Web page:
The Art and Life of Imitation

Art imitates life… or life imitates art… It’s a classic conundrum however you look at it. And by classic I mean the class of the chicken-and-egg variety. But what did come first? The dragon or the dragon’s egg? The garden or the garden gnome? Can we ever know for sure?

Mimesis or Anti-Mimesis

As a professional maker-upper-of-things, the questions around life imitating art or art imitating life are fun to consider and ponder. The truth is that when I make things up, I do look at what happens in life. The result is that life is clearly informing my work. So, yes, I do imitate life in art. Plato, Aristotle, and the followers of the mimesis argument can be happy. Woohoo!

For example, let’s consider an episode of Transformers Rescue Bots I wrote several years ago called Prescott’s BOTS! (Warning: spoilers ahead.) In this story, a fire breaks out, spreads through a wooded area, and threatens a lovely manse near a grove of maple trees. I then created a situation where the firefighting team has run out of water. This forced me to come up with an unusual way to stop the fire. Looking to nature for inspiration, I discovered that trees can spew sap to protect themselves during a wildfire in an attempt to survive the blaze. This works because sap is made mostly of water. I took this natural phenomenon and went to an extreme with it to tell a fun story. In the episode, the house near the maple grove is saved when the fire is put out with gallons and gallons of sap from the maple trees.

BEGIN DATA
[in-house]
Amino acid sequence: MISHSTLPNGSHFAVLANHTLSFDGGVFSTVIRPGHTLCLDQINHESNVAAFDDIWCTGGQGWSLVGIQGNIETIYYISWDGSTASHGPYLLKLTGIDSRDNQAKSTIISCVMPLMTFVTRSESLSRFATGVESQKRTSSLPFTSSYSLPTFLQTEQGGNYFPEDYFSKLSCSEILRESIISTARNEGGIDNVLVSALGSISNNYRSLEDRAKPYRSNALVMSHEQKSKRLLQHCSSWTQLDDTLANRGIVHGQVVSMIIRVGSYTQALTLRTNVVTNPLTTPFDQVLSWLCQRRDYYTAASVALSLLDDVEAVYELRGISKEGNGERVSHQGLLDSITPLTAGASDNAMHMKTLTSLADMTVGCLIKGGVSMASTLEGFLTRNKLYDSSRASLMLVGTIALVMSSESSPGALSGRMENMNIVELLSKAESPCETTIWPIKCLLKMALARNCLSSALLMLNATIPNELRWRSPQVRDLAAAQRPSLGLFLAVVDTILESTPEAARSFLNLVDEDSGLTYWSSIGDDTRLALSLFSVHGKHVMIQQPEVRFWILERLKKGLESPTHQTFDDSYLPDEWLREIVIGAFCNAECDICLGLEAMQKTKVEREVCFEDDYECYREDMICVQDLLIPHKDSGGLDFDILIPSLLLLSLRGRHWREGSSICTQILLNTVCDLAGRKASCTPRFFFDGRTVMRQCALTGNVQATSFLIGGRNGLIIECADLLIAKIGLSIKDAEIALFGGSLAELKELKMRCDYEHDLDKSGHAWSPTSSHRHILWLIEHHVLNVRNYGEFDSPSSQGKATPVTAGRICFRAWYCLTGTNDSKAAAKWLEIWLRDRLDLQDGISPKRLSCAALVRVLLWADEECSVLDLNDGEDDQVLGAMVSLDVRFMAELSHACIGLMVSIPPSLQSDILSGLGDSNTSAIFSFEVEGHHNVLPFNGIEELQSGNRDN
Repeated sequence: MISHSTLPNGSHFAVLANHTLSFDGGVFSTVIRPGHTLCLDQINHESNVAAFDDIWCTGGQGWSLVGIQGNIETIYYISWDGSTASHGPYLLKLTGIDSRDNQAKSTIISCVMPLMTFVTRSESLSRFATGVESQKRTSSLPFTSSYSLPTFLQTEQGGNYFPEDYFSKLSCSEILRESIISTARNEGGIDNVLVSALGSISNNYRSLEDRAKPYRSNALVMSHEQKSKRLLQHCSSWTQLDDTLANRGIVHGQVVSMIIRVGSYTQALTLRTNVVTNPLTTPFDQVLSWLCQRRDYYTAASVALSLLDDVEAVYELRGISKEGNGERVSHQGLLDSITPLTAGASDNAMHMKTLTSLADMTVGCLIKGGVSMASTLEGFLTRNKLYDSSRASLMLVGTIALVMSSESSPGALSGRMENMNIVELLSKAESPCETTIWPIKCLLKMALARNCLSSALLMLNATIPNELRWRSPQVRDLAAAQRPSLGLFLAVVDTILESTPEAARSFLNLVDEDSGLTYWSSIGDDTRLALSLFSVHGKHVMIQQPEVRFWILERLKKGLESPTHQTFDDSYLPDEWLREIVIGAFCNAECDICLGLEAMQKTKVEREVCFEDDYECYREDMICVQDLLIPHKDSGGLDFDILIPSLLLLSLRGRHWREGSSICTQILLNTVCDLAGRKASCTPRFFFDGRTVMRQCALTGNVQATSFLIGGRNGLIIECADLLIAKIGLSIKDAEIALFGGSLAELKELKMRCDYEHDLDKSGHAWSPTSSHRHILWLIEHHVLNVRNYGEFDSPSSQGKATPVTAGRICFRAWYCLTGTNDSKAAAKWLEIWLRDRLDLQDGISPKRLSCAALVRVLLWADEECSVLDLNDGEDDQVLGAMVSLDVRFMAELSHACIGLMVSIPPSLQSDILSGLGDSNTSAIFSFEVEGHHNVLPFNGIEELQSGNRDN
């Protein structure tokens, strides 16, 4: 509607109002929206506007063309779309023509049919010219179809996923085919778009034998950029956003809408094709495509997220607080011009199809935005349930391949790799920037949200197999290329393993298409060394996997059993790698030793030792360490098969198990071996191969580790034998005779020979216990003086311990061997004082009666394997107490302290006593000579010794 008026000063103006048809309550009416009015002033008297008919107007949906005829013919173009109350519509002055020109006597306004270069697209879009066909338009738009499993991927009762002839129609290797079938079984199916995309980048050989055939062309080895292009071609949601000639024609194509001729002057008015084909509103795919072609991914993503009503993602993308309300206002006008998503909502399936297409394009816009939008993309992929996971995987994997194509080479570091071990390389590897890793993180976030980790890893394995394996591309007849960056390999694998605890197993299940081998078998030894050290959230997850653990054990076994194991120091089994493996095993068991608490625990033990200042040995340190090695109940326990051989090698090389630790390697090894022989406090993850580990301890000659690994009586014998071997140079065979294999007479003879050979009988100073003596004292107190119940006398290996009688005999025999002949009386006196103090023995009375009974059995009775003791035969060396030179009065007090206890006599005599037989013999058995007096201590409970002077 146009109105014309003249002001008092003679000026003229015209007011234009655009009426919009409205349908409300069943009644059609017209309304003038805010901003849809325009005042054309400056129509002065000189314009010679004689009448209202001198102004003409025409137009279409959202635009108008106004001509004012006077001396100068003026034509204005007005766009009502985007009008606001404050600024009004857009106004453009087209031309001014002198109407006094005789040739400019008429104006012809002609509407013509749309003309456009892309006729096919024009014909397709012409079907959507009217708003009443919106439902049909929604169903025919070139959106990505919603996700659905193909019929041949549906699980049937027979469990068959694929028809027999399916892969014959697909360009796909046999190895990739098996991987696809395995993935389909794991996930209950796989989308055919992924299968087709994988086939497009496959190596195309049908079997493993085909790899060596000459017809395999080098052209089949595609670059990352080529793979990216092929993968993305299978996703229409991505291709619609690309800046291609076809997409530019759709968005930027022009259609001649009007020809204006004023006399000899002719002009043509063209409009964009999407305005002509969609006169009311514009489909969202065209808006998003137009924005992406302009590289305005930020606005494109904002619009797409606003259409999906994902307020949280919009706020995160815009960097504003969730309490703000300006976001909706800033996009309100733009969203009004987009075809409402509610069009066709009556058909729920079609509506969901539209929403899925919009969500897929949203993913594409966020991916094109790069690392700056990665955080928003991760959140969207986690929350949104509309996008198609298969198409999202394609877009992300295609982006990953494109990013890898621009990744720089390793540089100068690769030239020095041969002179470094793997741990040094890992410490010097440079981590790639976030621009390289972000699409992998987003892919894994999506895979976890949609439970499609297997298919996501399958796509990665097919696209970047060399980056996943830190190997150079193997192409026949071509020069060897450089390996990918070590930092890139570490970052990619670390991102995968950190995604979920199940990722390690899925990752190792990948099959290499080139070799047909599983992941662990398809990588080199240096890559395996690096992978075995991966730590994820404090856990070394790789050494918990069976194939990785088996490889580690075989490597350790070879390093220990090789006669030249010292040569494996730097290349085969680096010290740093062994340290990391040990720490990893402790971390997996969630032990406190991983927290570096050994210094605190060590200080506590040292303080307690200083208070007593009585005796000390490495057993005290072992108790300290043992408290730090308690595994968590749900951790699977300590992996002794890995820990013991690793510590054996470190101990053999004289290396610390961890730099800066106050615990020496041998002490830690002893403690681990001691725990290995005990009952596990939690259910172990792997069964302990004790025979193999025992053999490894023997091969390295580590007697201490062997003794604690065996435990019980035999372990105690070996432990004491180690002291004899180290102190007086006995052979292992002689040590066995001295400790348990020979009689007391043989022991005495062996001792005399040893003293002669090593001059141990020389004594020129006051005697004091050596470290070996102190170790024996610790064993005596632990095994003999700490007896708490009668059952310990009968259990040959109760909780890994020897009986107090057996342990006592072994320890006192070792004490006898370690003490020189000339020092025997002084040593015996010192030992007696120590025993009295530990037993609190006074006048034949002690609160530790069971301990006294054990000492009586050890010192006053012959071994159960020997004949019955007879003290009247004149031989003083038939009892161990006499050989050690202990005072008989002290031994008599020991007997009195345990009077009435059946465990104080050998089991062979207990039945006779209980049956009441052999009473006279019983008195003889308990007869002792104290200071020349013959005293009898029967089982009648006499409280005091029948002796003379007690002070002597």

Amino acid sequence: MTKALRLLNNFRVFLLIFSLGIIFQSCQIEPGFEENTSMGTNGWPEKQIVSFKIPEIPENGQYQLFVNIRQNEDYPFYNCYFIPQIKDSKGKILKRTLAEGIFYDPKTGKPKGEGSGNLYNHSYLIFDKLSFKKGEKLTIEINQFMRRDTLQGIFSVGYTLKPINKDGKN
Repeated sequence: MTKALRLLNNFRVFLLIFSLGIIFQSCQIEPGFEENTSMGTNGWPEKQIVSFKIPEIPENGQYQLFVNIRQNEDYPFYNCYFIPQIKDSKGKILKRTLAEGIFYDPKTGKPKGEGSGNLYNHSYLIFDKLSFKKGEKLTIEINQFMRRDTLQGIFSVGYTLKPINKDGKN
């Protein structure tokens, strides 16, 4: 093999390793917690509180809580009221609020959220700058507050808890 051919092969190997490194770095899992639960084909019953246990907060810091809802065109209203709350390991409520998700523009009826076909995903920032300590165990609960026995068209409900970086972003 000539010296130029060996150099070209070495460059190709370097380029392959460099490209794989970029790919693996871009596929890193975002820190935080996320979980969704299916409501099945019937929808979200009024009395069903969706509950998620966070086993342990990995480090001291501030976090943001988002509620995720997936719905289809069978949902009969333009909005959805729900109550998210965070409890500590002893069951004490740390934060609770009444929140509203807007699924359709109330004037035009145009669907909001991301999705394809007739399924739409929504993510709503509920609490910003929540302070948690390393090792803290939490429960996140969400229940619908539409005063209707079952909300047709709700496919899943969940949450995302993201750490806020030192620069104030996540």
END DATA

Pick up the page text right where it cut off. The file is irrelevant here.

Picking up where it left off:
The logic of using sap to put out a fire was thoroughly questioned during the development of this story. Names will not be named, but there were some doubters. To counter these folks, I even looked up a material safety and data sheet for maple syrup — which is mostly just sap with a great deal of the water removed — to prove that it was not flammable.

Maple Syrup is stable. Feel free to ask it out on a date.
Maple Syrup is stable. Feel free to ask it out on a date.

The idea was that if syrup was not flammable, then sap — which has even MORE water in it — would also not be flammable and even a plausible way to stop a fire. With this knowledge and the backing of my kick ass editor and producers, the story point stayed in the episode.

And it’s a good thing too because it turns out that I was absolutely right. A couple of real life awesome-sauce people put out a fire at their neighbor’s house with gallons and gallons of maple sap. I’m extremely glad nobody was hurt or injured during this emergency. And I’m also extremely glad that the crazy idea of using tree goo to put out a fire actually works!

Now I have no idea if those involved in putting out this fire ever watched Prescott’s BOTS!, and chances are they probable have not. But this is clearly an example of a time when life imitated art. The anti-memsis fans can rejoice, Oscar Wilde can try to use this to one-up Aristotle in the afterlife, and I will rejoice in the glow of being proven right.

And don’t you think those doubters now look like a bunch of saps?

-Zac

glorified lollipop tree shaded circle small

 

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